Over the last week, the White House has mounted a full-scale campaign to keep GOP senators on board. Bush’s chief of staff, secretary of state and national security advisor telephoned into the night and spent hours at the Capitol and White House meeting with lawmakers one-on-one and in groups.
Publicly, Bush has displayed little doubt that his buildup will eventually succeed. “When we start drawing down our forces in Iraq, it will be because our military commanders say the conditions on the ground are right, not because pollsters say it’ll be good politics,” Bush said Thursday.
The president’s tenacity had an effect on Republican senators, Collins said. “It may have caused some members in my caucus to hold off until September, despite having deep reservations, because the president feels so strongly,” she said.
Though nearly a dozen GOP senators have called publicly for a new strategy; most have proposed only nonbinding legislation.
The vast majority of the caucus has vigorously opposed Democratic proposals to force the White House to change course. The most modest of those proposals -- a measure to mandate more rest time for troops between deployments -- drew seven Republican votes but still fell four votes shy of the 60-vote supermajority it required.
“I don’t think we’re at a tipping point yet,” said Sen. Norm Coleman (R-Minn.), who has expressed reservations about the current policy but is heeding the president’s call to wait.
In the House on Thursday, only four Republicans joined the latest Democratic move to pass a bill to end the more than 4-year-old conflict, just two more than supported a similar measure in the spring. The bill, which would require a withdrawal to start within 120 days of enactment and be completed by April 1, passed 223 to 201.
Most Republicans stuck with the White House, which promised a veto, arguing that a swift withdrawal would be disastrous for Iraq and jeopardize U.S. security.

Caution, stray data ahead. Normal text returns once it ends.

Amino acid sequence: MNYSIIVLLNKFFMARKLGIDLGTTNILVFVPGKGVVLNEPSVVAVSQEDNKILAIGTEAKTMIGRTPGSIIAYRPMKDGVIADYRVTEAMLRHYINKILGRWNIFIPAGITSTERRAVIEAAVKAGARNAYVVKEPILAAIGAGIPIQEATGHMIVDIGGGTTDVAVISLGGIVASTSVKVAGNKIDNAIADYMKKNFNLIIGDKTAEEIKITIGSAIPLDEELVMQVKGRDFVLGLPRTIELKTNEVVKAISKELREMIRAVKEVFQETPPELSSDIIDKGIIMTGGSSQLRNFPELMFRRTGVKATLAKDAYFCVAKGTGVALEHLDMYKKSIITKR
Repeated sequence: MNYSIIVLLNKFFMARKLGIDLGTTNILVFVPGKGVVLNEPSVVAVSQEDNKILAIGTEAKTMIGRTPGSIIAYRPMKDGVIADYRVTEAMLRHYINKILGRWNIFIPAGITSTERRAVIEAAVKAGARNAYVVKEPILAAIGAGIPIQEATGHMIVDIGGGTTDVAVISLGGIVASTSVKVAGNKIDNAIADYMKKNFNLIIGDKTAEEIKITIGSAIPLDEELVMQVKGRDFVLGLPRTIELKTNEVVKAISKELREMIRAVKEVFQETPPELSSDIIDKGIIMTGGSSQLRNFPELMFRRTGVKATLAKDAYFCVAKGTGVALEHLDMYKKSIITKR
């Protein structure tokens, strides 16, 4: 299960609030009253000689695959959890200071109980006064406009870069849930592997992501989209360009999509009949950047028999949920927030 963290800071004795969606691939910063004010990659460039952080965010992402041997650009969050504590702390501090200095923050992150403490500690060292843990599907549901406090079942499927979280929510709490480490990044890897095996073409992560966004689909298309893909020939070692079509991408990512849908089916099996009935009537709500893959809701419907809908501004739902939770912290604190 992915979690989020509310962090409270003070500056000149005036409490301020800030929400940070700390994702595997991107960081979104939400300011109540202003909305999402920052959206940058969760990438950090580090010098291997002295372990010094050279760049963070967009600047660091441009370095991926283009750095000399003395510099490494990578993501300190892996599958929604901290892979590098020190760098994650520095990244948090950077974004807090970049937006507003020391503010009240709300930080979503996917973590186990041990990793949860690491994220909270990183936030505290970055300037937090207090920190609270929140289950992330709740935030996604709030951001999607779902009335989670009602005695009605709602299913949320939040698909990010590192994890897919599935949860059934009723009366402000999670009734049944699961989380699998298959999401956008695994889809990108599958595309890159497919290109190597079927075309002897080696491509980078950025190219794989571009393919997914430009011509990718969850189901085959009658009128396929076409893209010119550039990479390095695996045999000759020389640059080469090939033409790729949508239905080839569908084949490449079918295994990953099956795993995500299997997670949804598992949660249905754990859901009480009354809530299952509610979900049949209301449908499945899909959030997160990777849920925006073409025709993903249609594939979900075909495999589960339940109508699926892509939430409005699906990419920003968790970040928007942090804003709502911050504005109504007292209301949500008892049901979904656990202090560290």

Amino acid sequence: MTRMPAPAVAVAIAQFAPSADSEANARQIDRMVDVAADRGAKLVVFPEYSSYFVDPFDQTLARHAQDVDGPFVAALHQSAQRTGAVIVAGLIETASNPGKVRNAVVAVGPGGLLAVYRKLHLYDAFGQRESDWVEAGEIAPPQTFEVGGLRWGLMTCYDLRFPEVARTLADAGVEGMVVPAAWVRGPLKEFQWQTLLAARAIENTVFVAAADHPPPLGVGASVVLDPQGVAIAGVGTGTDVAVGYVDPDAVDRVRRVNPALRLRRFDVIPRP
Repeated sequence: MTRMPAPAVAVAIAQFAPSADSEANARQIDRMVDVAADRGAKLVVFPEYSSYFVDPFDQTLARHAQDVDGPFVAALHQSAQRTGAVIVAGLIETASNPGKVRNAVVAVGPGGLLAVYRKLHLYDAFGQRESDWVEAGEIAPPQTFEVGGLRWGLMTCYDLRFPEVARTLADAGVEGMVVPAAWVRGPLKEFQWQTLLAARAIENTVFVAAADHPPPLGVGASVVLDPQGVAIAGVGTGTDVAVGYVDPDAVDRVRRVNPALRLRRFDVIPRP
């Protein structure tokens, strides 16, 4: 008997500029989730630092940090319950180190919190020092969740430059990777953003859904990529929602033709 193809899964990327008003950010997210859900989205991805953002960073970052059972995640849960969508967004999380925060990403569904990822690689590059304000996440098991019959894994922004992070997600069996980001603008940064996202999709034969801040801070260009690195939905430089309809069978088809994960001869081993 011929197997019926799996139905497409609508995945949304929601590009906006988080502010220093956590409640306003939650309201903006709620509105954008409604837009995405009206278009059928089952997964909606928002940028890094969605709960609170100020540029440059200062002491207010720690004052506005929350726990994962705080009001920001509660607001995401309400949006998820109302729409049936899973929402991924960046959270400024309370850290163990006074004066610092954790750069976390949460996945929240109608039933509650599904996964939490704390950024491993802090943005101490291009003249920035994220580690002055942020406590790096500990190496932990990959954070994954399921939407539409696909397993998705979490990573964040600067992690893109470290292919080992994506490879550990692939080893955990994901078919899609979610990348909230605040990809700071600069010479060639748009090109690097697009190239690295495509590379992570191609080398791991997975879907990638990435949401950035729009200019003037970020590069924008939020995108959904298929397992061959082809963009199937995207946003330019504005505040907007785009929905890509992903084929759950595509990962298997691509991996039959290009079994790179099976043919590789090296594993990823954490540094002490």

“This bill is about beating up on the president and about scaring nervous members of Congress,” said Rep. John Shadegg (R-Ariz.).
One reason Republicans continue to stand by the president may be that administration officials are suggesting the September report from the top U.S. commander in Iraq, Army Gen. David H. Petraeus, will be a much fuller assessment and will include options for new strategies.
“He will make recommendations for ways ahead based on several potential courses of action,” said a senior military official, who asked not to be identified because he was not authorized to discuss internal plans.
The Pentagon and Iraqi commanders believe that by September they will be able to show more progress, including bringing a larger swath of Baghdad under control and lowering the level of sectarian violence throughout the country.
Sen. Coleman said he was confident that the administration would adopt a new strategy after September. “We’re going to have a changed mission in Iraq,” he said. “And we’re going to have it by sometime next year. In fact, I anticipate that we are going to have significant troop withdrawals or drawdowns because we’re not going to be doing what we were doing before.”